When they were then paired with Cheltenham and the tie was chosen by ESPN for live broadcast this figure rose a further £67,000 from television rights alone. Such revenue that was not budgeted for has allowed an agreement to be reached with HMRC and the club's transfer embargo was lifted on November 21. With the reduction in income following relegation from League Two estimated at almost £500,000 solely from television money, before youth funding and reduced gate receipts are taken into account, it is clear how much of a difference just a few cup matches can make for sides outside the League.

The luck of the balls has also transformed fortunes on the pitch: the 12-game barren run has given way to a period of only one loss in ten games in all competitions. That came at an in-form Lincoln City, who are also reaping the rewards of a cup run and will host Liverpool if they can get past Mansfield in a replay next week.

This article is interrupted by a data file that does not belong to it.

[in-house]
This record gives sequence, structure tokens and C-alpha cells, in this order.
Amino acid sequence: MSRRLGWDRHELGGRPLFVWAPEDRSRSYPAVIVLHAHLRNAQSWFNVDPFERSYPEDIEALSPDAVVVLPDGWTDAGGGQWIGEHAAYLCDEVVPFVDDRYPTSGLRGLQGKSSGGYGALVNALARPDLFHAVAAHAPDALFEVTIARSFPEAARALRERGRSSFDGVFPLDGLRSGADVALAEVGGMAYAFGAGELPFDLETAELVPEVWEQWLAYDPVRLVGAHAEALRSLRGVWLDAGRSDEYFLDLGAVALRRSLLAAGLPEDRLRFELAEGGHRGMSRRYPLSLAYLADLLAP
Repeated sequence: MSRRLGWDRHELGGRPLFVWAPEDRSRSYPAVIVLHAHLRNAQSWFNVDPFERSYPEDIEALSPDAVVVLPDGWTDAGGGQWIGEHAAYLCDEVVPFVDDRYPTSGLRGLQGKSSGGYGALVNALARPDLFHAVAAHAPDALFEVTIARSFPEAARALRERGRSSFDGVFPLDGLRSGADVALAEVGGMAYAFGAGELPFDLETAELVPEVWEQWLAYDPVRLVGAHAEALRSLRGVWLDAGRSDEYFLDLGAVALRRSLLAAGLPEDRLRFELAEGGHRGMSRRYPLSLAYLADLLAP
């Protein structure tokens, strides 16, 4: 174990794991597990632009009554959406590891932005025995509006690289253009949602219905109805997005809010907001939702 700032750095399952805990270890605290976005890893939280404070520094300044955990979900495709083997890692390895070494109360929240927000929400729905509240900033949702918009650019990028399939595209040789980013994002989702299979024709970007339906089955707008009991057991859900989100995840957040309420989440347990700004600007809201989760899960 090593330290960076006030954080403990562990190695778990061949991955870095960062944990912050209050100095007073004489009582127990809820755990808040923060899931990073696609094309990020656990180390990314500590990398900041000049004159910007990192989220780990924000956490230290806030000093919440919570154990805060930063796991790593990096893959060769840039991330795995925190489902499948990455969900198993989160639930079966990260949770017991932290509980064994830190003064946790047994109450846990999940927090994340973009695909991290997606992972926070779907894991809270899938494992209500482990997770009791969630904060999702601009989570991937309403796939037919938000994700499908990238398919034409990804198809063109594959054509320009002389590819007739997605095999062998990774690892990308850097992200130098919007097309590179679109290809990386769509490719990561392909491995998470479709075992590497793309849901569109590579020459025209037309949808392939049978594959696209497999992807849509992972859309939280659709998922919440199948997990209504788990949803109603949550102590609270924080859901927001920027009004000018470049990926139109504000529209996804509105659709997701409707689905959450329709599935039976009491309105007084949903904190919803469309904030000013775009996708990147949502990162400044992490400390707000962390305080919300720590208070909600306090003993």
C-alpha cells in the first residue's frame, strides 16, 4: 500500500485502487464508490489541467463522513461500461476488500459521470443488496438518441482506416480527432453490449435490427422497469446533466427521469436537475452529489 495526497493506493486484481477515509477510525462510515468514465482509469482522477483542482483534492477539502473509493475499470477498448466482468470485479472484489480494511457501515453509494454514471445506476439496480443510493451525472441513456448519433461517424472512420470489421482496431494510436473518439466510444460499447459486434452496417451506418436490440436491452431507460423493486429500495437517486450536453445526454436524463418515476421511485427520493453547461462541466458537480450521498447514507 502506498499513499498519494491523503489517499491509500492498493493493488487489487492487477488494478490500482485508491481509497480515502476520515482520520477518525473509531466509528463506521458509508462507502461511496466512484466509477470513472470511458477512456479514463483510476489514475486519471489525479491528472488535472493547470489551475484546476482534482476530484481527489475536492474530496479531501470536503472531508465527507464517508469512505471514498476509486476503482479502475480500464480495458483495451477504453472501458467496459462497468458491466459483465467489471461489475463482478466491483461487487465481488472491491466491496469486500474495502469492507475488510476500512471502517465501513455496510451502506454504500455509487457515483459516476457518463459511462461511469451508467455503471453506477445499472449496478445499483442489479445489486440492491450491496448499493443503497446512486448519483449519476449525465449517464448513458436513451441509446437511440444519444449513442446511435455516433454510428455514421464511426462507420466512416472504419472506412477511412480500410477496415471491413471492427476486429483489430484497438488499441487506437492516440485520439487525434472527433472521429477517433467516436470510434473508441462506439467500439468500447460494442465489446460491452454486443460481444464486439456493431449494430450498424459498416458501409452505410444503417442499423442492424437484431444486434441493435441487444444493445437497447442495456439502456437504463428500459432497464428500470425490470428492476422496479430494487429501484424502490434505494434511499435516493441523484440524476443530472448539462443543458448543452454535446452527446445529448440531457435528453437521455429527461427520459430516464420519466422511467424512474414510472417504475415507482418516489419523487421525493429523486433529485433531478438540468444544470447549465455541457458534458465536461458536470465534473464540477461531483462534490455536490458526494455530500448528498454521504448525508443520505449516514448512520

Hereford go to Barrow tonight and will feature on live television for the second time in a week. The coverage gained from being on Premier Sports and the accompanying £1,000 fee for being a featured away side pales into insignificance compared to the revenue gained in another competition this season, keeping alive the fantasy that future generations of Bulls fans might see their own Ronnie Radford moment at Edgar Street. Matt Ramsay

On the subject...

Comment on 07-12-2012 12:34:57 by mintness #739180
If they'd thought to trademark the phrases "Ronnie Radford" and "that goal against Newcastle", they'd be rolling in the media dough for as long as the FA Cup continues to be broadcast.
Comment on 07-12-2012 14:03:05 by Lincoln #739202
Lincoln are indeed reaping the rewards. They were similarly having money trouble but have been lucky enough to have a few people invest in them to tide them over. They have had to be creative with assets and set up separate companies owning the ground and the team etc, they have also had to make the youth system that has produced Darren Huckerby, Jack Hobbs, and Scott Loach a self funded entity separate from the club.